Biff Loman In Arthur Miller's Death Of A Salesman

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In Arthur Miller’s Play, Death of a Salesman, the dreams of the major characters are the central focus of the entire plot. Throughout the whole play, the Lomans can not seem to find balance. Whether it is Willy, the father, who (wrongly) considers himself a valuable businessman and has dreams to unrealistic standards. Or, Linda, Willy’s wife, who is a very devoted, loyal and caring wife. A wife that knows that Willy has not yet achieved what he wants to be in life and she still continues love him even though he is suicidal. Or, Happy, Willy’s youngest son who is exactly like his father but does not realize it. With constant lies, scams, and tricks, Happy starts to follow in the footsteps of his dad. Or lastly, Biff, Willy’s oldest son, who…show more content…
Biff has gone through dozens of jobs searching for happiness. Whether it is working on a ranch out in Texas or trying to collect money from Bill Oliver to start a business, Biff can not seem to hold them because of Willy. Although Biff prefers the farm work he did in the west, he has gone through several jobs and feels he is not making anything of himself. Willy wants Biff to be a business man but Biff is happy working on farms and ranches. Willy has a preconceived idea of Biff becoming a businessman when in reality, Biff wants nothing to do with that lifestyle Biff fantasizes about moving to the west and working with his hands. But because Biff hates the competitive world of business, he can not seem to find peace in pleasing his father. Once Biff stole from Oliver, the first time, he got fired. That led him to search for other jobs elsewhere. Biff’s wandering is the result of his insecurities and his failure to understand his own needs and desires. Linda states, “Biff, you can’t look around all your life, can you?” Biff says, “I just can’t take hold, Mom. I can’t take hold of some kind of a life.” Linda states, “Biff, a man is not a bird, to come and go with the springtime.” (Miller 1472). This piece of their conversation proves that even Biff’s mom sees how he wanders through life. Biff continues to wander throughout life trying to find happiness and contentment in his life from job to job…show more content…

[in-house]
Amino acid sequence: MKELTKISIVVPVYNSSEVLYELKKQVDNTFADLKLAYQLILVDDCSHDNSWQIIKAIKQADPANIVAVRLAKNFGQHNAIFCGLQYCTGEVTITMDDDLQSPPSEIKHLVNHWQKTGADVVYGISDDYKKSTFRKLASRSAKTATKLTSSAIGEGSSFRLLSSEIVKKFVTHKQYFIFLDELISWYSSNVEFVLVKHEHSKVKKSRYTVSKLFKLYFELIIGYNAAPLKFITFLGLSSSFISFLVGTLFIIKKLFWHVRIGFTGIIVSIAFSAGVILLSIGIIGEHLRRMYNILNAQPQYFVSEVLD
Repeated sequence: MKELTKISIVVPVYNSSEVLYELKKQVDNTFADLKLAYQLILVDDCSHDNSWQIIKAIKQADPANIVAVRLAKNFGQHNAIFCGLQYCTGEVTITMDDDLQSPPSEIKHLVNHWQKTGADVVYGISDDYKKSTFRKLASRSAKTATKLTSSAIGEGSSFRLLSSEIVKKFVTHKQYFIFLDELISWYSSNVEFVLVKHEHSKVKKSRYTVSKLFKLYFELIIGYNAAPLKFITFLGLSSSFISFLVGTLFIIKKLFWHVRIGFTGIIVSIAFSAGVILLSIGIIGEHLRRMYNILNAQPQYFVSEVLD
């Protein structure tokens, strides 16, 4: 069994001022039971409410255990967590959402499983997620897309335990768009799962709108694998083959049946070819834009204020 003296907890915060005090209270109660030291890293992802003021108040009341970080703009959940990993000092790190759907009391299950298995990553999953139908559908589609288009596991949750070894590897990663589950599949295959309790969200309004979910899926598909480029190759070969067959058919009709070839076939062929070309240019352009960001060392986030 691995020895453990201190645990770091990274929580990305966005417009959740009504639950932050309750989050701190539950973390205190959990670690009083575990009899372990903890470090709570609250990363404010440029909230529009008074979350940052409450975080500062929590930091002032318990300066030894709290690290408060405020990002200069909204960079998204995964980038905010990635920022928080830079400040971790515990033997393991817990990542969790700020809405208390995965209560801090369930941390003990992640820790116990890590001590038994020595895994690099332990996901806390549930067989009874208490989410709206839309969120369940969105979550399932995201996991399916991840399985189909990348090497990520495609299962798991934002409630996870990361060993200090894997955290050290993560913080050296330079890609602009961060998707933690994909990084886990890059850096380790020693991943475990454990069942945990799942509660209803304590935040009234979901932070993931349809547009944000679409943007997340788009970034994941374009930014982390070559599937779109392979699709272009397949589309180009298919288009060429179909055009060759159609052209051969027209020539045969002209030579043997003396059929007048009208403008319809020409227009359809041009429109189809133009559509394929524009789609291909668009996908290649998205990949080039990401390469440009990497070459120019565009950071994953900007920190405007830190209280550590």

Biff starts to realize that he has been living in a fantasy world, imagining things like being extremely important, and a favored salesman of Oliver’s, when in fact, he is just a nameless shipping clerk. This is where Biff begins to question himself. Biff has been built up his whole life by Willy and it is starting to catch up to him. Biff has to decide for himself now instead of letting Willy’s praise or criticism affect his life choices. This is a very hard thing for both Willy and Biff because Biff wants to leave and go live out his life the way he chooses without having to constantly try and live up to his father’s standards while Willy is having trouble letting him go. Biff states to Willy, “Will you let me go, for Christ’s sake? Will you take that phony dream and burn it before something happens?” (Miller, 1514). Biff finally starts to realize, after years and years, that the real Biff, away from his father’s false hopes and dreams, no longer lives through
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